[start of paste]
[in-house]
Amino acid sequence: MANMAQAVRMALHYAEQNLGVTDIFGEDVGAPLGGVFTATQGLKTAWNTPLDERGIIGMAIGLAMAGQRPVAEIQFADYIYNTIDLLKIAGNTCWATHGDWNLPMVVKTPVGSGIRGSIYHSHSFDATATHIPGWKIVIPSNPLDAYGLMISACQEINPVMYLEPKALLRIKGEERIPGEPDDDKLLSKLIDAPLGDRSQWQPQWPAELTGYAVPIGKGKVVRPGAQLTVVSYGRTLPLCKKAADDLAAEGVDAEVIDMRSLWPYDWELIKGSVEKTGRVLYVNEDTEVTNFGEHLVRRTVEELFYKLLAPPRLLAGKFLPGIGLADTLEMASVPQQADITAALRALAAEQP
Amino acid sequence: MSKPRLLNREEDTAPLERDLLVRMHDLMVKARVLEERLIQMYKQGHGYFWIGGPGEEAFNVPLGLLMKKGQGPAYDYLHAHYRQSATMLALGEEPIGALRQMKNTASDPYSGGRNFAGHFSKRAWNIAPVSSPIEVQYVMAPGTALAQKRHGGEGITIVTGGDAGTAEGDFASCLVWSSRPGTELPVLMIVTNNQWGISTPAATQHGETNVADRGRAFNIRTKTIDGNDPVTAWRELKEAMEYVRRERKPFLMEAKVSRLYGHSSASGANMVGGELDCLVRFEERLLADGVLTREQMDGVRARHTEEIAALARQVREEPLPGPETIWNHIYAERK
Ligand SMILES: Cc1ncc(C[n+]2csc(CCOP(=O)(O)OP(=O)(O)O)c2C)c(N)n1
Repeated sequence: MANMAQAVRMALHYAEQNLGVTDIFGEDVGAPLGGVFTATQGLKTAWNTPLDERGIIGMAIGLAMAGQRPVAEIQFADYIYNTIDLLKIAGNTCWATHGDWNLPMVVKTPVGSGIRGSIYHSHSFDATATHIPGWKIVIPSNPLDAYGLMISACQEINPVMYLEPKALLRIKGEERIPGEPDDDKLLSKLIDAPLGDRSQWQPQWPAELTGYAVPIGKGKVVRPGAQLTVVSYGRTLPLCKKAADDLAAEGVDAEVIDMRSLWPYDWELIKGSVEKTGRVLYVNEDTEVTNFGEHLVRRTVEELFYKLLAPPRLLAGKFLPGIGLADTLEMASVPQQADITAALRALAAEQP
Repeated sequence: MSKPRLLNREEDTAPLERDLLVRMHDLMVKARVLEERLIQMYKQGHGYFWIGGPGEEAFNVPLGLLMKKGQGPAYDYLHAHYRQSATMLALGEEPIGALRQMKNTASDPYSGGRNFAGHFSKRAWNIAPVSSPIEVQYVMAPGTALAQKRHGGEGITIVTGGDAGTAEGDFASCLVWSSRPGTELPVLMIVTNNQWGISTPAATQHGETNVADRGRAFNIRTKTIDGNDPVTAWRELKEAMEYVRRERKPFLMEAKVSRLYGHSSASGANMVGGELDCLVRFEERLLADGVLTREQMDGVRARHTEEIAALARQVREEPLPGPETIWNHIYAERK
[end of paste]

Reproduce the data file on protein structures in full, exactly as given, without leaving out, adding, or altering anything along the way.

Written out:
[in-house]
Amino acid sequence: MANMAQAVRMALHYAEQNLGVTDIFGEDVGAPLGGVFTATQGLKTAWNTPLDERGIIGMAIGLAMAGQRPVAEIQFADYIYNTIDLLKIAGNTCWATHGDWNLPMVVKTPVGSGIRGSIYHSHSFDATATHIPGWKIVIPSNPLDAYGLMISACQEINPVMYLEPKALLRIKGEERIPGEPDDDKLLSKLIDAPLGDRSQWQPQWPAELTGYAVPIGKGKVVRPGAQLTVVSYGRTLPLCKKAADDLAAEGVDAEVIDMRSLWPYDWELIKGSVEKTGRVLYVNEDTEVTNFGEHLVRRTVEELFYKLLAPPRLLAGKFLPGIGLADTLEMASVPQQADITAALRALAAEQP
Amino acid sequence: MSKPRLLNREEDTAPLERDLLVRMHDLMVKARVLEERLIQMYKQGHGYFWIGGPGEEAFNVPLGLLMKKGQGPAYDYLHAHYRQSATMLALGEEPIGALRQMKNTASDPYSGGRNFAGHFSKRAWNIAPVSSPIEVQYVMAPGTALAQKRHGGEGITIVTGGDAGTAEGDFASCLVWSSRPGTELPVLMIVTNNQWGISTPAATQHGETNVADRGRAFNIRTKTIDGNDPVTAWRELKEAMEYVRRERKPFLMEAKVSRLYGHSSASGANMVGGELDCLVRFEERLLADGVLTREQMDGVRARHTEEIAALARQVREEPLPGPETIWNHIYAERK
Ligand SMILES: Cc1ncc(C[n+]2csc(CCOP(=O)(O)OP(=O)(O)O)c2C)c(N)n1
Repeated sequence: MANMAQAVRMALHYAEQNLGVTDIFGEDVGAPLGGVFTATQGLKTAWNTPLDERGIIGMAIGLAMAGQRPVAEIQFADYIYNTIDLLKIAGNTCWATHGDWNLPMVVKTPVGSGIRGSIYHSHSFDATATHIPGWKIVIPSNPLDAYGLMISACQEINPVMYLEPKALLRIKGEERIPGEPDDDKLLSKLIDAPLGDRSQWQPQWPAELTGYAVPIGKGKVVRPGAQLTVVSYGRTLPLCKKAADDLAAEGVDAEVIDMRSLWPYDWELIKGSVEKTGRVLYVNEDTEVTNFGEHLVRRTVEELFYKLLAPPRLLAGKFLPGIGLADTLEMASVPQQADITAALRALAAEQP
Repeated sequence: MSKPRLLNREEDTAPLERDLLVRMHDLMVKARVLEERLIQMYKQGHGYFWIGGPGEEAFNVPLGLLMKKGQGPAYDYLHAHYRQSATMLALGEEPIGALRQMKNTASDPYSGGRNFAGHFSKRAWNIAPVSSPIEVQYVMAPGTALAQKRHGGEGITIVTGGDAGTAEGDFASCLVWSSRPGTELPVLMIVTNNQWGISTPAATQHGETNVADRGRAFNIRTKTIDGNDPVTAWRELKEAMEYVRRERKPFLMEAKVSRLYGHSSASGANMVGGELDCLVRFEERLLADGVLTREQMDGVRARHTEEIAALARQVREEPLPGPETIWNHIYAERK